Santa Monica: LA’s best side
SANTA MONICA, Calif. – It’s a joy to be a tourist in your own town, and there’s no better place to do that than a beach city with so much to do and see in an eight-mile radius.
Recently, I had the opportunity to return to my old stomping grounds of Santa Monica, Calif., and truly enjoy visiting.
For the five years I lived in Santa Monica, I was too busy with the grind of launching a daily newspaper to really appreciate the resort. Of course, I never took working and living at the beach for granted and, as a journalist there, I had more insight than most on the amenities and happenings.
But it wasn’t until I returned after having moved back to Aspen that I rekindled my love and admiration for Santa Monica.
Located on the west side of Los Angeles, Santa Monica is sandwiched between Venice and Malibu. Depending on traffic, Santa Monica is minutes away from Hollywood, Beverly Hills, cultural attractions like the Getty Museum, as well as the seediness and charm of downtown Los Angeles.
So it stands to reason that Santa Monica is a popular destination for millions of people around the world. I mean, why wouldn’t you stay at the beach and then travel inland if you were so inclined?
A major selling point for me is that a car isn’t necessary in Santa Monica. All you need is two feet, a beach cruiser or a Segway to get around. Unless you plan to go east of the 405 Freeway (inland, in other words), you can vacation car-free.
Although I don’t like to venture east of the 405, I did so on this recent trip and was able to rely on friends to drive me to a few golf courses in the valley, as well as reality-check drive down Skid Row before a Lakers game.
To get the full effect of being a tourist in my old town, I stayed at one of my favorite beach hotels on Ocean Avenue instead of crashing at friends’ houses.
I had never stayed at Le Merigot, but spent a lot of time on the patio sipping cocktails and dining at Cezanne, the hotel’s acclaimed restaurant that has a menu inspired by fresh, seasonal ingredients from local farmer’s markets.
I stayed in a room on the top floor, overlooking the beach and the Pacific Ocean, with the famous Santa Monica Pier lighting up the night sky and reflecting on the waves.
The balcony attached to this particular suite was bigger than my apartment and, in my opinion, worth every penny of the nightly rate. I spent all of my waking hours on that balcony, taking in the ocean breeze, the salty air and the sun beating down.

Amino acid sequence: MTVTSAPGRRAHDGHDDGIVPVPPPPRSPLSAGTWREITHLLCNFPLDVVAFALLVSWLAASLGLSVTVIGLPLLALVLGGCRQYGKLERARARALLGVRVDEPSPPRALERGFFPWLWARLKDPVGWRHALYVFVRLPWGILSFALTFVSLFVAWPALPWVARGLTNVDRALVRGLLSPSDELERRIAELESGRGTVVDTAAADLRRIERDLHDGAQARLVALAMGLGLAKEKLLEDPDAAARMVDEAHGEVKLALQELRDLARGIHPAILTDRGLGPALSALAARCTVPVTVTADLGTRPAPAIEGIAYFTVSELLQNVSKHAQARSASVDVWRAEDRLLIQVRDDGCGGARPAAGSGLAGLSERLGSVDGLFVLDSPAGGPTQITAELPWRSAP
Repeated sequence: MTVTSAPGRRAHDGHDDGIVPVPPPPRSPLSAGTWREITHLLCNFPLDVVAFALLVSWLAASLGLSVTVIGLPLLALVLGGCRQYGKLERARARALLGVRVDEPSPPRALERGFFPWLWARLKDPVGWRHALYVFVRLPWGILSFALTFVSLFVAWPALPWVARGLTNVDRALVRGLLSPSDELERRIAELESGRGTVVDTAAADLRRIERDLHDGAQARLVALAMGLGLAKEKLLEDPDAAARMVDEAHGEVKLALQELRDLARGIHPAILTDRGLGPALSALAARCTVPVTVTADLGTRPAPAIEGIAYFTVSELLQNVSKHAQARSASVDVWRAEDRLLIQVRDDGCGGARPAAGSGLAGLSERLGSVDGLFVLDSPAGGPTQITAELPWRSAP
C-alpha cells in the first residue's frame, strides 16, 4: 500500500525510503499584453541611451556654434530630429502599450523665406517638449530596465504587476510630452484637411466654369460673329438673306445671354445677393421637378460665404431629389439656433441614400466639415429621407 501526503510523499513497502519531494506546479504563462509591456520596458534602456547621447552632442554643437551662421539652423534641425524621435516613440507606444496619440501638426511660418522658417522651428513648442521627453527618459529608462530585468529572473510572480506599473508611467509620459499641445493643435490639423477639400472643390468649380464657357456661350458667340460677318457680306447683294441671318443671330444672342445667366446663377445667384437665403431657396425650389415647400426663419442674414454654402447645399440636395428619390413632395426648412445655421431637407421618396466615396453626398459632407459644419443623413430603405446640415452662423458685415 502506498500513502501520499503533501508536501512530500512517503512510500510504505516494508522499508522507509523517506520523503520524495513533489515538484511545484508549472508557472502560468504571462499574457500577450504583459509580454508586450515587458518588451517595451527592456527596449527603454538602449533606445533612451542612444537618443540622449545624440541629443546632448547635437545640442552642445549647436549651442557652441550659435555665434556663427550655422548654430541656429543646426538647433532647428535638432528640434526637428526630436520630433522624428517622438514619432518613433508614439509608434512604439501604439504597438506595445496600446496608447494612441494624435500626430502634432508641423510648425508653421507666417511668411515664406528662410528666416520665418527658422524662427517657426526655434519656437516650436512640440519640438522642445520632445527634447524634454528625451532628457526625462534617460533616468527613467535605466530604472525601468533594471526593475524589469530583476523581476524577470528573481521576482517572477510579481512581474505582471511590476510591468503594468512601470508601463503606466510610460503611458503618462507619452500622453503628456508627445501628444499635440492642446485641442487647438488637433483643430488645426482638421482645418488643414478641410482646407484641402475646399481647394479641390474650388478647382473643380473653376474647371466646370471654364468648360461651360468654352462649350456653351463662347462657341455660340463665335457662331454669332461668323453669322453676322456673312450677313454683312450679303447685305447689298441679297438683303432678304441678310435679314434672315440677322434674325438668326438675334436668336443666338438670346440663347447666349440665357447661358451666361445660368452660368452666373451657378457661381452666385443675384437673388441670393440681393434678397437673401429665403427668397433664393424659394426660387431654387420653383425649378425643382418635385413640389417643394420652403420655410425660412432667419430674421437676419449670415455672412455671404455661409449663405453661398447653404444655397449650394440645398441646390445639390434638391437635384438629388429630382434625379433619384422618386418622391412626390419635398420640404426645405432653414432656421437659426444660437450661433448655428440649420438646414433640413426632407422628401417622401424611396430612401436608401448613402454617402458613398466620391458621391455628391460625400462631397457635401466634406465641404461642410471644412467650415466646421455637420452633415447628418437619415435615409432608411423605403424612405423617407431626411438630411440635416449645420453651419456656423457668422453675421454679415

Going to sleep was just as much of a treat, with a king-sized bed that Le Merigot has trademarked as “Cloud 9,” with Frette linen, down duvets and feather pillows.
Le Merigot blends European elegance with the casual lifestyle of Southern California. The pool, outdoor terrace and a full-service, European-style spa made the stay complete.
There’s nothing like spending a morning surfing Bay Street (located just feet from the hotel), lounging by the pool and then having a deep tissue massage.
Hundreds of restaurants, shops, hiking and biking paths, historic buildings and modern architecture are all within walking distance of Le Merigot.
The hotel’s proximity to the famous pier, and the city’s outdoor pedestrian mall, the Third Street Promenade, and the funky and eclectic Main Street, made it extremely convenient to get around via foot and beach cruiser. Venice Beach is just a mile down the boardwalk.
Until I experienced Santa Monica through the eyes of a tourist, I hadn’t fully realized just how much goes on in that town of 80,000 people. Farmer’s markets three times a week; cultural events daily, bars and restaurants everywhere, live music and a zillion other things.
But I spent most of my time taking in all the nearby opportunities for hiking, biking, surfing, swimming and golfing.
The beauty of the place I never forgot. Elevated views of the Pacific Ocean, Santa Monica Bay and the mountain of Malibu can be seen from Ocean Avenue, which sits above the Pacific Coast Highway.
And fortunately, the recession has made Santa Monica, which has been traditionally a pretty pricey destination, more affordable. There are deals at every turn and a round-trip ticket on Allegiant Air from Grand Junction to LAX can be snapped up for as little as $55. Yes, $55. The airline offers one-way tickets for $9.99 and then tacks on a few fees.
There are tons of spring packages available. Check santamonica.com for details, or the website of the Santa Monica Daily Press, my newspaper’s website.
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I try to remember to give thanks every day I spend outside, whether it be floating the Colorado or Roaring Fork, fishing an epic dry fly hatch on the Fryingpan, or teasing up tiny brook trout on a remote lake or stream. We’re spoiled rotten here, so it’s easy to be thankful.